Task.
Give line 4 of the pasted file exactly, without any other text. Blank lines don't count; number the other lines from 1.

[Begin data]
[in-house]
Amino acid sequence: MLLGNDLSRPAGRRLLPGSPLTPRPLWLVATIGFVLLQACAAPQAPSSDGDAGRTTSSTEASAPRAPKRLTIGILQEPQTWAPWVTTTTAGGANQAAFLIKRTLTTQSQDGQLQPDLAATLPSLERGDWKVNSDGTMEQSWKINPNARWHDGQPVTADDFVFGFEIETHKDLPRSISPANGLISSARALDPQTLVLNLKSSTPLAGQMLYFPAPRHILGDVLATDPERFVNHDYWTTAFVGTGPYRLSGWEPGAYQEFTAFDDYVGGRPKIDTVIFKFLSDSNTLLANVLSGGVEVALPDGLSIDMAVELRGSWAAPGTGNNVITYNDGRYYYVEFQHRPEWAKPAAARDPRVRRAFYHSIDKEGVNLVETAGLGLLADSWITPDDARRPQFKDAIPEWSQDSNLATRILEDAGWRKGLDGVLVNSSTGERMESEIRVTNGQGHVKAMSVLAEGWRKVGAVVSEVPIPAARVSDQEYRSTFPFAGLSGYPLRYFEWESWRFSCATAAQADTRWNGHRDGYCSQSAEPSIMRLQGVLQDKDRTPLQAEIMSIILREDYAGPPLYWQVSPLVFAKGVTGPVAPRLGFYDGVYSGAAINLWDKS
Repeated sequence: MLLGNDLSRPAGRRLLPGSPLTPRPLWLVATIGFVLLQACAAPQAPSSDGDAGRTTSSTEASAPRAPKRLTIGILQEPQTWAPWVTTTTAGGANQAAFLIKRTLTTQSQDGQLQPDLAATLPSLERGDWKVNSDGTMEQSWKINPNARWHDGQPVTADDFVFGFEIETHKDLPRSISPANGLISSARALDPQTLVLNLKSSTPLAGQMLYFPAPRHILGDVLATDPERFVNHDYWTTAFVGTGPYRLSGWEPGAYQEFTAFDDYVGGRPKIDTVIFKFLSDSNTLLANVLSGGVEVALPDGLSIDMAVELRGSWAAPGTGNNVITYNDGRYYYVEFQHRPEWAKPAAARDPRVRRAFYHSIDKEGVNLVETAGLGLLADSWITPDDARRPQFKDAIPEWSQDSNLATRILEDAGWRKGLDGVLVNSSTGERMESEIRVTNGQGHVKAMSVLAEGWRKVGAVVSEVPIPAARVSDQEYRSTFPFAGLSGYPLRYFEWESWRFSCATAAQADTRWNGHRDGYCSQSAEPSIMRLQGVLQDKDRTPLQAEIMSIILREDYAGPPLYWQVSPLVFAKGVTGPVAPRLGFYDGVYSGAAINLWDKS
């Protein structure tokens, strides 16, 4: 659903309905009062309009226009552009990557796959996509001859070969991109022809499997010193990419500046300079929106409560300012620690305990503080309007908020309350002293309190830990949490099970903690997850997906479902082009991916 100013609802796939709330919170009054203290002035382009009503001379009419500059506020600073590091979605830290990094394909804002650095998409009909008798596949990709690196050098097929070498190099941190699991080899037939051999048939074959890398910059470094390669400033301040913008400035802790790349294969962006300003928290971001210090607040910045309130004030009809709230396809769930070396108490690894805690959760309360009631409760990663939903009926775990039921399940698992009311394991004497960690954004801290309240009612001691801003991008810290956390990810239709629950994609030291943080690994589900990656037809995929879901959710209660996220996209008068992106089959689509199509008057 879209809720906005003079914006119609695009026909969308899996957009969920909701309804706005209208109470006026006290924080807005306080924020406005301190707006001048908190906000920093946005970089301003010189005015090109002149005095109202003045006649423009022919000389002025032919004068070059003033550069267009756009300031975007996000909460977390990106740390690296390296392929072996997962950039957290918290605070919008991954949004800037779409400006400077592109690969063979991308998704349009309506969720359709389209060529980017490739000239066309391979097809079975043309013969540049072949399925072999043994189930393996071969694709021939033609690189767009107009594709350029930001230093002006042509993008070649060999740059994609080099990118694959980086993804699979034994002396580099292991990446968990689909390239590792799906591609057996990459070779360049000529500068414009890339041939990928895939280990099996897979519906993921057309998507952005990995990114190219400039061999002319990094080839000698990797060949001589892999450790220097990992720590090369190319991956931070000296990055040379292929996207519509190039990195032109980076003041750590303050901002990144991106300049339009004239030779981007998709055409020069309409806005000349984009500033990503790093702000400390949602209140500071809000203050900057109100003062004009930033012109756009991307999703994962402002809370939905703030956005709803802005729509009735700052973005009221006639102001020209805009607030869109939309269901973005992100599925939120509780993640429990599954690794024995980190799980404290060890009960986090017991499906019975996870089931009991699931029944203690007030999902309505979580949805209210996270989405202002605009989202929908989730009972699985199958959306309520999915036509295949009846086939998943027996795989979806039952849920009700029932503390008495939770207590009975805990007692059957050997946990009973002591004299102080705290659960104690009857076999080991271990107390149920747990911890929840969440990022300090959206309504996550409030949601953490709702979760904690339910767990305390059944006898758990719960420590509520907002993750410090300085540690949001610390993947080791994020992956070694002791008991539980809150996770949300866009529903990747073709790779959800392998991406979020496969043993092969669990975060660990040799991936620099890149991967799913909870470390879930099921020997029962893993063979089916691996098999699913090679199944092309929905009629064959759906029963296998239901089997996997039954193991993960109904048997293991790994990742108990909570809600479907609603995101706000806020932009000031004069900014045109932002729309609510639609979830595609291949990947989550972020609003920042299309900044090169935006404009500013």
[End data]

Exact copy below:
């Protein structure tokens, strides 16, 4: 659903309905009062309009226009552009990557796959996509001859070969991109022809499997010193990419500046300079929106409560300012620690305990503080309007908020309350002293309190830990949490099970903690997850997906479902082009991916 100013609802796939709330919170009054203290002035382009009503001379009419500059506020600073590091979605830290990094394909804002650095998409009909008798596949990709690196050098097929070498190099941190699991080899037939051999048939074959890398910059470094390669400033301040913008400035802790790349294969962006300003928290971001210090607040910045309130004030009809709230396809769930070396108490690894805690959760309360009631409760990663939903009926775990039921399940698992009311394991004497960690954004801290309240009612001691801003991008810290956390990810239709629950994609030291943080690994589900990656037809995929879901959710209660996220996209008068992106089959689509199509008057 879209809720906005003079914006119609695009026909969308899996957009969920909701309804706005209208109470006026006290924080807005306080924020406005301190707006001048908190906000920093946005970089301003010189005015090109002149005095109202003045006649423009022919000389002025032919004068070059003033550069267009756009300031975007996000909460977390990106740390690296390296392929072996997962950039957290918290605070919008991954949004800037779409400006400077592109690969063979991308998704349009309506969720359709389209060529980017490739000239066309391979097809079975043309013969540049072949399925072999043994189930393996071969694709021939033609690189767009107009594709350029930001230093002006042509993008070649060999740059994609080099990118694959980086993804699979034994002396580099292991990446968990689909390239590792799906591609057996990459070779360049000529500068414009890339041939990928895939280990099996897979519906993921057309998507952005990995990114190219400039061999002319990094080839000698990797060949001589892999450790220097990992720590090369190319991956931070000296990055040379292929996207519509190039990195032109980076003041750590303050901002990144991106300049339009004239030779981007998709055409020069309409806005000349984009500033990503790093702000400390949602209140500071809000203050900057109100003062004009930033012109756009991307999703994962402002809370939905703030956005709803802005729509009735700052973005009221006639102001020209805009607030869109939309269901973005992100599925939120509780993640429990599954690794024995980190799980404290060890009960986090017991499906019975996870089931009991699931029944203690007030999902309505979580949805209210996270989405202002605009989202929908989730009972699985199958959306309520999915036509295949009846086939998943027996795989979806039952849920009700029932503390008495939770207590009975805990007692059957050997946990009973002591004299102080705290659960104690009857076999080991271990107390149920747990911890929840969440990022300090959206309504996550409030949601953490709702979760904690339910767990305390059944006898758990719960420590509520907002993750410090300085540690949001610390993947080791994020992956070694002791008991539980809150996770949300866009529903990747073709790779959800392998991406979020496969043993092969669990975060660990040799991936620099890149991967799913909870470390879930099921020997029962893993063979089916691996098999699913090679199944092309929905009629064959759906029963296998239901089997996997039954193991993960109904048997293991790994990742108990909570809600479907609603995101706000806020932009000031004069900014045109932002729309609510639609979830595609291949990947989550972020609003920042299309900044090169935006404009500013």